White House rejects Putin response to US arms control offer
The U.S. and Russia on Friday rejected each other’s proposals for potentially salvaging the last remaining legal constraint on their strategic nuclear forces. President Vladimir Putin called for an unconditional extension of the soon-to-expire New START treaty, and the White House called that a “non-starter.”
Adding an edginess to the diplomatic clash, President Donald Trump’s national security adviser, Robert O’Brien, suggested the Russians rethink their stance “before a costly arms race ensues.” Administration officials have previously alluded to building up nuclear forces if the treaty is abandoned, although the Pentagon has its hands full paying for a one-for-one replacement of older nuclear weapons.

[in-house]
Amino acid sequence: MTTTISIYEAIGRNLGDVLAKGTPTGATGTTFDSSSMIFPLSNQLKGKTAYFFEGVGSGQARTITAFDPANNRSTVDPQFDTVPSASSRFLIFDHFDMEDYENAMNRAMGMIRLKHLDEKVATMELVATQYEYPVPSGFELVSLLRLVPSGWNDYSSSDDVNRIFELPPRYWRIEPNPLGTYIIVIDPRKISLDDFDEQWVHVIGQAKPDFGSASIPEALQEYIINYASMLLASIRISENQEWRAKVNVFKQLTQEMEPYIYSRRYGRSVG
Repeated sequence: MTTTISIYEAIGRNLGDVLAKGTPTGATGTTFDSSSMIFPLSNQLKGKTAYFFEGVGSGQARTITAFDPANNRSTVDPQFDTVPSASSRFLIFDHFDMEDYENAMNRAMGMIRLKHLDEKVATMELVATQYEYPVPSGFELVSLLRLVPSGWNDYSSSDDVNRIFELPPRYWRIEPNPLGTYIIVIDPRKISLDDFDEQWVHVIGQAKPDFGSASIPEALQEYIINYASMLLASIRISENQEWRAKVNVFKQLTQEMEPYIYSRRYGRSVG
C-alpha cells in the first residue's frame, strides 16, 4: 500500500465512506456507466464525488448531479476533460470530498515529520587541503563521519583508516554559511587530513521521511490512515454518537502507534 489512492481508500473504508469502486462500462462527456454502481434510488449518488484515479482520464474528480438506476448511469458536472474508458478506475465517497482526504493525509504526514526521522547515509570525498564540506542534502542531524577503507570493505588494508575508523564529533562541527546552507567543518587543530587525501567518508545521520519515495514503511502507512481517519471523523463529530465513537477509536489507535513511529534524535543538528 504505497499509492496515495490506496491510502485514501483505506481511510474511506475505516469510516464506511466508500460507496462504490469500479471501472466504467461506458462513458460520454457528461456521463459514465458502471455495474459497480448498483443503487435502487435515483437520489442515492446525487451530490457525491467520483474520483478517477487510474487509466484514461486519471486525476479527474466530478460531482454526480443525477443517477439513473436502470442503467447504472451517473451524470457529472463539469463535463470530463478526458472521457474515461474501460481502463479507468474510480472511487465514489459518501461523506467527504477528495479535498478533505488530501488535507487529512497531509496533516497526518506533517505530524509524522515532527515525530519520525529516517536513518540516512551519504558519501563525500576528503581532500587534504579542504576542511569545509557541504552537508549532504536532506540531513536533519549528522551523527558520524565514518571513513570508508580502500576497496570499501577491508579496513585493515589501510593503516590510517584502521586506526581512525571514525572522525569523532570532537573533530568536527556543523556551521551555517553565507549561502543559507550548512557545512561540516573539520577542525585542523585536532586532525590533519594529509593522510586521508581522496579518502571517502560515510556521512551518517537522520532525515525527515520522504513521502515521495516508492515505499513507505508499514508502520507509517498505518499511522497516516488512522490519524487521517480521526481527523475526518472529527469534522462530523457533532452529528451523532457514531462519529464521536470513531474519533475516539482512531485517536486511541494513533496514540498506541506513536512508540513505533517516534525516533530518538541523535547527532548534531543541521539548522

In the closing days of his reelection bid, Trump has looked for ways to boost his foreign policy record, and although he says he favors nuclear arms control, he has called New START flawed and unfavorable to the U.S. Last year he withdrew the U.S. from a separate nuclear arms treaty with Russia, and he waited until this year to begin engaging the Russians on the future of the New START deal.